From the Banks of the Sabine to the Rio Grande: A US Naval Presence since 1845

ShotOn June 16, 1845 Texas officially accepted the United States offer of Annexation.  Due to rumblings of disapproval by Mexico, President James K. Polk ordered General Zachary Taylor to organize an army in the Corpus Christi area.  Upon landing at St. Joseph’s Island, General Taylor would plant the United States flag on the beach.  This was the first time a United States flag was flown on Texas soil.  Commodore David Conner was placed in charge of the Gulf Squadron, thus marking the United States Navy entry into Texas history, the beginning of a relationship over 160 years old.


Model of the CSS Alabama-A Civil War blockade ship.

During the Civil War, the U.S. Navy took an active role along the Texas Coast through blockading.  Liberty ships for transport would be constructed at Heldenfels Shipyard, Rockport, during World War I.  World War II witnessed the pinnacle of U.S. Navy involvement on the coast as several coastal gun emplacements were utilized, subchasers were constructed, and Naval Aviators were trained at bases along the Coastal Bend.  During the 1980’s Naval Station Ingleside was constructed and the Mine Warfare Training Center was established.  Due to cutbacks this base would close under BRAC (Base Re-Alignment Commission) recommendations.  The Navy’s presence is still strong on the coast with Naval Air Station Corpus Christi, and Naval Air Station Kingsville continuing their tradition of training Naval Aviators.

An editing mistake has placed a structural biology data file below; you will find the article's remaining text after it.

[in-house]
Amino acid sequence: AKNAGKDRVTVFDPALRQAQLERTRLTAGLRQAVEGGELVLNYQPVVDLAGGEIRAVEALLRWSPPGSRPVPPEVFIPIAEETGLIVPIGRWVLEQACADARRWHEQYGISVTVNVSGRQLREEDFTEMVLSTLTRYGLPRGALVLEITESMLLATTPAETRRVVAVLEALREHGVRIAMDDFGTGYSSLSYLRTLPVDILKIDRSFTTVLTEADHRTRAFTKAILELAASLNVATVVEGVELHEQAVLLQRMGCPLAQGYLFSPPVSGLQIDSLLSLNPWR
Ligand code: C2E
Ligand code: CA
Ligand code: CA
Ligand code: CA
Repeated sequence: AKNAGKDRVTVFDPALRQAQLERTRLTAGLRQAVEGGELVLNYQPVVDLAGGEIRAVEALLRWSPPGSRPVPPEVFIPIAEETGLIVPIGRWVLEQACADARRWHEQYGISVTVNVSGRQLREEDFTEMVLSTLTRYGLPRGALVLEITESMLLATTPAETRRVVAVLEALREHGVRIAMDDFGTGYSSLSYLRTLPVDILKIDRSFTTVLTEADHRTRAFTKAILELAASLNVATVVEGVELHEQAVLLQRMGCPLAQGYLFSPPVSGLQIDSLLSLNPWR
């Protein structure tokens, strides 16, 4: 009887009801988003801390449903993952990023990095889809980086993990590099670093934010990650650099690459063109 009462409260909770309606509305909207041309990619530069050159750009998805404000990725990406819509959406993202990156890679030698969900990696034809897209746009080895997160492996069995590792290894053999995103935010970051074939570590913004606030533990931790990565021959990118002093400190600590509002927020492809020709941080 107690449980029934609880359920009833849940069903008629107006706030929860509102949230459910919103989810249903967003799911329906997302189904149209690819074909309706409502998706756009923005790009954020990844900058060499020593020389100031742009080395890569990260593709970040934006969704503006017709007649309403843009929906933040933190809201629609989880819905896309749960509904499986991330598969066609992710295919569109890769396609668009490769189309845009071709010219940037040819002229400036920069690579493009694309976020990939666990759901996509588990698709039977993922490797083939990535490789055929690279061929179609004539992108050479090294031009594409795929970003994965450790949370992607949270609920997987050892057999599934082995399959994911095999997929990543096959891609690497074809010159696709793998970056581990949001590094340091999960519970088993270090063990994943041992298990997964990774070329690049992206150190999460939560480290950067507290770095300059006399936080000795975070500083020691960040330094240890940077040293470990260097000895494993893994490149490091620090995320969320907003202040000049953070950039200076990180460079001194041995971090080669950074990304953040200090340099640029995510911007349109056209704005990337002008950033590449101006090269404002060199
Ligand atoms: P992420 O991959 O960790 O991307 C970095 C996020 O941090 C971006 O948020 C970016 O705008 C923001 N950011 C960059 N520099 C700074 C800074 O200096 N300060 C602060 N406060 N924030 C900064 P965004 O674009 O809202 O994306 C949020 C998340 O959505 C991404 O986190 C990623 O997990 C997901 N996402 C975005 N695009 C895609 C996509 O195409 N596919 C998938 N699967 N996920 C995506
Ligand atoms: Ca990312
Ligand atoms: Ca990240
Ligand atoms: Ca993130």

Flight SuitAs long as Texas has a coastline, there will be a need, and place for the United States Navy.






I must go down to the sea again, To the lonely sea and sky, And all I ask is a tall ship, And a star to steer her by… John Mansfield, 1902

North, South, East, West. The cardinal directions are a constant in our lives, but journey back to a time before direction. On land direction can be established by referring to a mountain, towards the sun, or away from the sea. Now place yourself in the middle of the Atlantic. What do you see? Ocean, sky…now head West. How would you know where to go?

These are the conditions early explorers faced.

Until the invention of electronic navigation equipment in the past 100 years, the stars have been the guiding factor in the creation of navigational tools. Devices such as the Cross Staff and the Astrolabe evolved from instruments used for the practice of astronomy, the study of the universe based on the behavior of astronomical objects.  Explorers learned to use those same tools to measure the distance between the horizon line and the North Star, providing them with their location in an infinite ocean.

As expeditions traveled farther, the accurate measure of time became of great importance to maritime navigators. While latitude (North to South) could be accurately measured, the precise measure of longitude (East to West) is not calculated until the late 18th century with the invention of the Chronometer, a precise time keeping devise that could withstand the humidity and movement of an ocean voyage.

Journey through the timeline of maritime navigational tools and place yourself in the path of the explorers.